Outlook for economic growth and markets by Chris Darbyshire, Chief Investment Officer, Walker Crips Investment Management Limited
This quarter witnessed the unfolding global tragedy of the coronavirus and the heroic fightback of the workers in the health service. Economies have proved to be uniquely vulnerable to this threat as we find ourselves forced to curtail our usual activities in order to help the health service save lives. It’s fortunate that the memory of the Credit Crunch is still fresh because the extraordinary actions taken then, provided a roadmap for the actions to be taken now. Governments and central banks have not disappointed, with the programmes so far announced dwarfing anything undertaken in peacetime before. Moreover, the pace with which each nation’s institutions have responded is also a first. As a result, there is undoubtedly light at the end of the tunnel, both medically and economically. The only question is when we will emerge from the gloom.
This was a quarter to forget for the world’s major stock markets, with declines approaching 30% being the norm. Like the virus, the uniquely rapid onset of these declines has been a defining factor. While absorbing the risk created by the coronavirus, capital markets were then blindsided by the sudden onset of a price war in the oil industry. This turned a correction into a rout. Over time, the cheaper cost of fuel will act as a much-needed stimulus for consumers, but the initial reaction of markets was to double their declines, perhaps exacerbated by forced sellers from among the oil-producing nations. Markets were twisted out of recognisable shape as even traditional safe havens, such as governments bonds and gold, sold off and investors flocked to the US dollar. This was a true liquidity crisis, and the only sanctuary was cash; preferably “King Dollar”.
However, this moment may have marked peak panic. Since then, the US central bank has put radical, and very large, purchasing programmes in place to support liquidity in US government and corporate bond markets. It has also improvised mechanisms to improve access to US dollars worldwide. This does not solve the economic problems ahead of us, but it does address the fear that capital markets themselves were ceasing to function. It’s one less thing to worry about.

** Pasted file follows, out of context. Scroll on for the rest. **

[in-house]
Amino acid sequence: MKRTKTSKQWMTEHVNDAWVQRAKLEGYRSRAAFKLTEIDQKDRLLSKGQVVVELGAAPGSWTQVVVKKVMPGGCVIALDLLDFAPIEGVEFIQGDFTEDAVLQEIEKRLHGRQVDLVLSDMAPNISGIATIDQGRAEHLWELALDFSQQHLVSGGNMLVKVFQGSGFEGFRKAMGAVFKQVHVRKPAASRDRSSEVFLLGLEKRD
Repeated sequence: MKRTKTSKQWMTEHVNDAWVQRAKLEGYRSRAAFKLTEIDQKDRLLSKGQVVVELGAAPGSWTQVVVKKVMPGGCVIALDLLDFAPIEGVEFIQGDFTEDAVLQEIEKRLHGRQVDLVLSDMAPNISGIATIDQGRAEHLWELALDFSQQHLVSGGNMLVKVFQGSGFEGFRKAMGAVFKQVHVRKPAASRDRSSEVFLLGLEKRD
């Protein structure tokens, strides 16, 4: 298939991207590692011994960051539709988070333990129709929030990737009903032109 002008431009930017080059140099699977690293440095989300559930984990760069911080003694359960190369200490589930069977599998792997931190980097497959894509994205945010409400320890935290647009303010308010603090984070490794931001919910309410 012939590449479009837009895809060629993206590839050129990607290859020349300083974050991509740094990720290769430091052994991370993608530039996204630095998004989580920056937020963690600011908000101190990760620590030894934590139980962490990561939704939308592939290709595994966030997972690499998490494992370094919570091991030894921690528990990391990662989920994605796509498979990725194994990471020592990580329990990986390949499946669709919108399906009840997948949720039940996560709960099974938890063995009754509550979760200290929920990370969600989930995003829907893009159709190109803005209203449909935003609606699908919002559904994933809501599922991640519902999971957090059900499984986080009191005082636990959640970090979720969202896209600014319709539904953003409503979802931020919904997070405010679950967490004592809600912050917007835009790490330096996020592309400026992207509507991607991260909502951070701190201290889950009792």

Meanwhile, the economic damage has yet to really become apparent, and it will make the headlines. But it will also be mitigated by government programmes, especially among those companies that are worst-affected. For others, the impact will be survivable; some will not be affected at all and some companies will even grow as a result of the changes brought about by the crisis. We think it’s still prudent to avoid those industries that are most affected, and we continue to explore the growing list of companies that are in relatively good positions.
There’s a long way to go before the epidemic passes sufficiently for our lives to return to normal, but hopefully, the speed of the market decline can also be a positive for recovery if it means that a great deal of risk has already been assimilated. Indeed, we can be cautiously optimistic that, at least in terms of capital markets, the eye of the hurricane has already passed.
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Investors should be aware that past performance is not a reliable indicator of future results and that the price of shares and other investments, may fall as well as rise and the amount realised may be less than the original sum invested.
Walker Crips Group plc (Old Change House, 128 Queen Victoria Street, London EC4V 4BJ), registered in England, registered number 1432059, incorporates the following companies which are authorised and regulated by the Financial Conduct Authority: Walker Crips Investment Management Limited registered in England number 4774117 member of the London Stock Exchange, Walker Crips Wealth Management Limited registered in England number 3790291, Ebor Trustees Limited registered in England number 3514268, Barker Poland Asset Management LLP registered in England and Wales number OC341149.